Interesting to see this expression of concern from a scientist who has seemed at times to complacently push the inevitability of genetically engineered humans.
With this designer baby we open the door to a scientific nightmare SATURDAY DECEMBER 15 2001
I am truly concerned by the ruling of the Human Fertilisation and Embryology Authority (HFEA) this week in the case of Zain Hashmi, a two-year-old boy with a blood disorder causing severe anaemia. Children such as this usually require repeated blood transfusions to keep them alive, and their only help of a permanent cure is to find a compatible bone-marrow donor who can donate stem cells to them. No such match has been found and Zain’s family have requested IVF with genetic screening so that their next baby will not suffer from the same disease. Few people would quarrel with this.
What makes the family’s request unusual is that they ask that Mrs Hashmi’s embryos are also screened for their tissue type. Research into the human DNA - sequencing the human genome - makes this a possibility. A baby whose tissues are compatible with those of Zain could be a potential donor of life-giving stem cells from its umbilical cord soon after birth. The HFEA has yielded to this request - motivated, I am sure, by genuine compassion. But in doing so it has, in effect, given permission for the first British designer baby.
Clearly, there is nothing wrong or damaging in a newborn baby giving cells from the umbilical at birth. But if this treatment fails, the child may later be expected to give bone marrow or other tissues, or even possible organs.
It will never be in a position to give free consent because it will owe its life to its parents”š love for the older sibling. And it may, in time, feel extremely guilty if the treatment fails, or if it does not want to undergo the surgery required for a transplant of stem cells. The chairman of the HFEA says that the courts can protect it but no jurisdiction can prevent the feelings of guilt, distress, obligation that it may experience.
As it happens, this treatment is likely to fail in any case. Such genetic diagnosis with tissue typing is excessively difficult and currently carries no more than a 2 to 3 per cent chance of success. A mistake may also be likely, so it is possible that the new baby may not have the desired characteristics.
The recent publication of the human genome has led many people to believe that treatments such as this will become commonplace. This overconfidence is worrying and these issues raised by the whole genome project will be examined in a BBC television programme, The Threads of Life, tomorrow.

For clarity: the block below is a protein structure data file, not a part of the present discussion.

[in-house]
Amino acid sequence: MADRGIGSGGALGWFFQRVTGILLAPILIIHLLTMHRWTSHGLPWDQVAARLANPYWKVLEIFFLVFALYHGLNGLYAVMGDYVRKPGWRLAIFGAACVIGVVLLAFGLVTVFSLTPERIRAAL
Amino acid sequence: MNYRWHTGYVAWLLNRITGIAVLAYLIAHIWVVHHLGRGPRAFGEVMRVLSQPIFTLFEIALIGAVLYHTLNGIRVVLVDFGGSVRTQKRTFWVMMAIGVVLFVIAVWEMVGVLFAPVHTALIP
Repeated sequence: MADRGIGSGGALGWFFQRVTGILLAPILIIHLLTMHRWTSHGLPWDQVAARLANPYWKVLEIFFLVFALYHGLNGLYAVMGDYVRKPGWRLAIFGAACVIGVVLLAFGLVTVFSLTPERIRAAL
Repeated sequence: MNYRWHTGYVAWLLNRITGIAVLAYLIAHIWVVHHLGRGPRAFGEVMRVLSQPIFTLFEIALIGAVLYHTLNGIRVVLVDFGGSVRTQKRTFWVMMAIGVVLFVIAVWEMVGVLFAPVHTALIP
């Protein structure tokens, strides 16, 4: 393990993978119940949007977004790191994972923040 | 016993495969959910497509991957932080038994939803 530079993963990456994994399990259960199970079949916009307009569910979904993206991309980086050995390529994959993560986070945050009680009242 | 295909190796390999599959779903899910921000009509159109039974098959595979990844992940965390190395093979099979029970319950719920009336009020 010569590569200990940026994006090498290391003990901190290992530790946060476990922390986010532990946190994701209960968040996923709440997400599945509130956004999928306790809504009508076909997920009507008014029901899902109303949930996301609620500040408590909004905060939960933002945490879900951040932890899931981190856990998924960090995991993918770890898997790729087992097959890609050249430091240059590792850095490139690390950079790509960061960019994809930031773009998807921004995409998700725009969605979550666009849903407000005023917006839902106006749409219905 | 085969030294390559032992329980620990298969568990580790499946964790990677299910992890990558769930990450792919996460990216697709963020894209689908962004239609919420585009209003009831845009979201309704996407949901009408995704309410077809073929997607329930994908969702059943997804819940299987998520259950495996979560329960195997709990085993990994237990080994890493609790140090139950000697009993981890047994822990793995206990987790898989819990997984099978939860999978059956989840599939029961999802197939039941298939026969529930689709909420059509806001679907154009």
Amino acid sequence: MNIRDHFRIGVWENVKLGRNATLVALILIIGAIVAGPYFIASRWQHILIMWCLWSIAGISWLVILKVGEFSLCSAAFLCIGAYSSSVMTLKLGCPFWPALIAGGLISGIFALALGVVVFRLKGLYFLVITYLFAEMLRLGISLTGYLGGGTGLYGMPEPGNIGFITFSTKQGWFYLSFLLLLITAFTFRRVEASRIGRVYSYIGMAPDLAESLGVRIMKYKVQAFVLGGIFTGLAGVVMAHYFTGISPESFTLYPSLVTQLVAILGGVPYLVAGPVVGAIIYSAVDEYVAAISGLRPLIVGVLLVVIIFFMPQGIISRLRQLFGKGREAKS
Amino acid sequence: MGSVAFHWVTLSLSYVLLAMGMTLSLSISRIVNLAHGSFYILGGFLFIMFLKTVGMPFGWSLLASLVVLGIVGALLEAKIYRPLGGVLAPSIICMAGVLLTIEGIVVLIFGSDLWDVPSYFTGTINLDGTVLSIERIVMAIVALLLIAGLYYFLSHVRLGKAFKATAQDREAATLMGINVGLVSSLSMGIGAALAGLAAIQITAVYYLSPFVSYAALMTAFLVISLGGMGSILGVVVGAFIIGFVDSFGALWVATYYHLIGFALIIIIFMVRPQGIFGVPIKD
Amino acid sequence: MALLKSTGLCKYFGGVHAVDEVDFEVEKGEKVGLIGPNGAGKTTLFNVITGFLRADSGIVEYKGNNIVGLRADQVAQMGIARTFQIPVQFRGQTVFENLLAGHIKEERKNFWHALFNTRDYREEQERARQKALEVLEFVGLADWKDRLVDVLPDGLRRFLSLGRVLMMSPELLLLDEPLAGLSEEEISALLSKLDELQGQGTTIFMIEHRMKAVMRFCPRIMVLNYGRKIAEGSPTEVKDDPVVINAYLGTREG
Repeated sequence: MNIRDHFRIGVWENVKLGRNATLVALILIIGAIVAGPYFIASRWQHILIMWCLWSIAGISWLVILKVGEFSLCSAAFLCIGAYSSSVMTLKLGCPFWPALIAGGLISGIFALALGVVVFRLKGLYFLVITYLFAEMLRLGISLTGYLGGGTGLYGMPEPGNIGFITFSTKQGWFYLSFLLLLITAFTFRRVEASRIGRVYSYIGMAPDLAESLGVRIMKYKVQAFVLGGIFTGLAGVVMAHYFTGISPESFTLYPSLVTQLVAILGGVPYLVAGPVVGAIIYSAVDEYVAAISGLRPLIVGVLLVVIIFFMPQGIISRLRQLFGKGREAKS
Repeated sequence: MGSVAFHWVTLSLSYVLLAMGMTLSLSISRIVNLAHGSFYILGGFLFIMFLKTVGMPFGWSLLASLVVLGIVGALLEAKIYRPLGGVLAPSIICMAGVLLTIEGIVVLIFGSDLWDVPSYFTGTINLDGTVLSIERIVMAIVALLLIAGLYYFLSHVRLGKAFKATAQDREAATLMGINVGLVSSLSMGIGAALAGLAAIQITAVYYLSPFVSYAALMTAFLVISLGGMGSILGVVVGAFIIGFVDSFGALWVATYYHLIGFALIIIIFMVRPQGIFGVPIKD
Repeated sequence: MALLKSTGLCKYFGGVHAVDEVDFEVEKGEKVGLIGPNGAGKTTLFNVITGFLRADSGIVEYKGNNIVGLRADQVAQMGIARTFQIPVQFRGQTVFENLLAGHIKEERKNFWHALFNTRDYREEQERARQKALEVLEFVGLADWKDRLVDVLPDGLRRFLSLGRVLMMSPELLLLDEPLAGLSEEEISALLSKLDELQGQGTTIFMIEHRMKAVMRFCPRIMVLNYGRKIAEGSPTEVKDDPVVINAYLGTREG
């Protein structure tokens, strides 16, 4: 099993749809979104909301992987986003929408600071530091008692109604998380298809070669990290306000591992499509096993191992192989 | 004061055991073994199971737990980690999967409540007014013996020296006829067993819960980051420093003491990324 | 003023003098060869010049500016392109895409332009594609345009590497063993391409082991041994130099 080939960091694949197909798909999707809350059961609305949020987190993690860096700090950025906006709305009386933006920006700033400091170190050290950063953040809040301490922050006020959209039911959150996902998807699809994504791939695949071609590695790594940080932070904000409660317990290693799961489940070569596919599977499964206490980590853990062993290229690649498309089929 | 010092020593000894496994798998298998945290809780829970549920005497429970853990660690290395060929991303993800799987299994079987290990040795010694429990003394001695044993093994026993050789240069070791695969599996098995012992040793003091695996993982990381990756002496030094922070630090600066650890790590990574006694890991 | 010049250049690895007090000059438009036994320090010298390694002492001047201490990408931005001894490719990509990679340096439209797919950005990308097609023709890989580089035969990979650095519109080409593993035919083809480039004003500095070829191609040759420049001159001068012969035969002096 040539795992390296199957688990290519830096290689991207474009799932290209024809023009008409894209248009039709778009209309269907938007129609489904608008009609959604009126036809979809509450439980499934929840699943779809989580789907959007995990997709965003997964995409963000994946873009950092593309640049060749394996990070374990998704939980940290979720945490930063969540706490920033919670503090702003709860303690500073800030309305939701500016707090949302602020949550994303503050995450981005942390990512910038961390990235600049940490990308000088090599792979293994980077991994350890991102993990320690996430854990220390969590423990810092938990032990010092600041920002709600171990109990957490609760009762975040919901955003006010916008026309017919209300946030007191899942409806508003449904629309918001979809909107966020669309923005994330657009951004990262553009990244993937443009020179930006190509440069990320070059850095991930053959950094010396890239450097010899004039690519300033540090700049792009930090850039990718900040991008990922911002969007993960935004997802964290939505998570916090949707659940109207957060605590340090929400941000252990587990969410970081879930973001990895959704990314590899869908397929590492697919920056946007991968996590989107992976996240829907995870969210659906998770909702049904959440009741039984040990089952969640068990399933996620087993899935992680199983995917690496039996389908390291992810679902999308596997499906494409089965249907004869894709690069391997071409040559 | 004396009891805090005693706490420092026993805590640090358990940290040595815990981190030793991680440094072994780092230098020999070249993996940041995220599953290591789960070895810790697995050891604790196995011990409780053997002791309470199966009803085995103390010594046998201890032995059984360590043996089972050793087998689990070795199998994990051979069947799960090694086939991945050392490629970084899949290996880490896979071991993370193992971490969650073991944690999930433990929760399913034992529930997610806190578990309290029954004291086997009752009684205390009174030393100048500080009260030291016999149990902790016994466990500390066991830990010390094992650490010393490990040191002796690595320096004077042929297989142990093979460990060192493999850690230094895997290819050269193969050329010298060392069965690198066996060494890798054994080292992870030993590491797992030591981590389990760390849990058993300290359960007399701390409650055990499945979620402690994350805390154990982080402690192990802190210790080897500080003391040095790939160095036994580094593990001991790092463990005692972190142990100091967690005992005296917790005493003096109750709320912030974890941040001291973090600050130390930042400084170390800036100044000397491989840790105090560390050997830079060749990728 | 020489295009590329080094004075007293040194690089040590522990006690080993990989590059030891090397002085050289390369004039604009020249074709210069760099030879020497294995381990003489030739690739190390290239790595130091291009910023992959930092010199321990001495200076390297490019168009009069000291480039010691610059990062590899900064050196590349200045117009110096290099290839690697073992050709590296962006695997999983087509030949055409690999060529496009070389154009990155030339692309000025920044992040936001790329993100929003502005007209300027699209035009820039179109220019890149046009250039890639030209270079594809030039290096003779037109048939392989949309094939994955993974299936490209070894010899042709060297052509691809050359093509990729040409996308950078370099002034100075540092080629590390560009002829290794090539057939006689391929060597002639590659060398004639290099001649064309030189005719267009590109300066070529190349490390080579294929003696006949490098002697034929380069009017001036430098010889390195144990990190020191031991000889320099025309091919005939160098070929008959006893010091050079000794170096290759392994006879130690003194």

The real concern is that we might in time debase our own humanity. In itself, it is difficult to argue that there is anything wrong with producing a human clone. There are, after all, some 25,000 human clones in the UK living perfectly normal lives - they are identical twins. The
main objection to manufacturing a clone of another human being is essentially that the new person would be at risk being a commodity a human born not for its own sake but because other people have some purpose for it.
Few scientists believe that the doctors who have been boasting that they will produce human clones are really capable of doing so safely. Dr Severino Antinori - the Roman infertility doctor who has gained notoriety by saying he will attempt it - has less relevant scientific publications than most of the junior hospital doctors who work with me at Imperial College. But his overconfident statements have done huge harm because they bring valuable DNA science into public disrepute.
Knowledge of our DNA has the most profound implications. There is no doubt that untold good could spring from this technology. With better understanding of how our environment interacts with our genes, there is huge scope for effective preventive medicine. Better drugs with fewer side-effects will be made available for cancer treatments - indeed, the chance of real cures for the many forms of cancer now becomes a distinct reality as is demonstrated by the Nobel prize given to Paul Nurse and Tim Hunt.
And, of course, there is the real possibility of producing transplantable stem cells that will help thousands of babies such as Zain Hashmi. With better regulations and controls, there must be every hope that these advantages could be for the whole of humanity, not just those in the rich West.
Perhaps this is what is worrying about the decision of the HFEA. There will be concern that its decision over the Hashmi family, though taken for the most compassionate reasons, is not wise. The technology is too fragile to be conducted safely here, and the risks to our notion of humanity are very real.
So the news that a previously well-respected regulatory body is prepared to bend the rules - for whatever good reason - produces an uncomfortable frisson that we are on the edge of a very dark journey.
The author is Professor of Fertility Studies at Imperial College, London.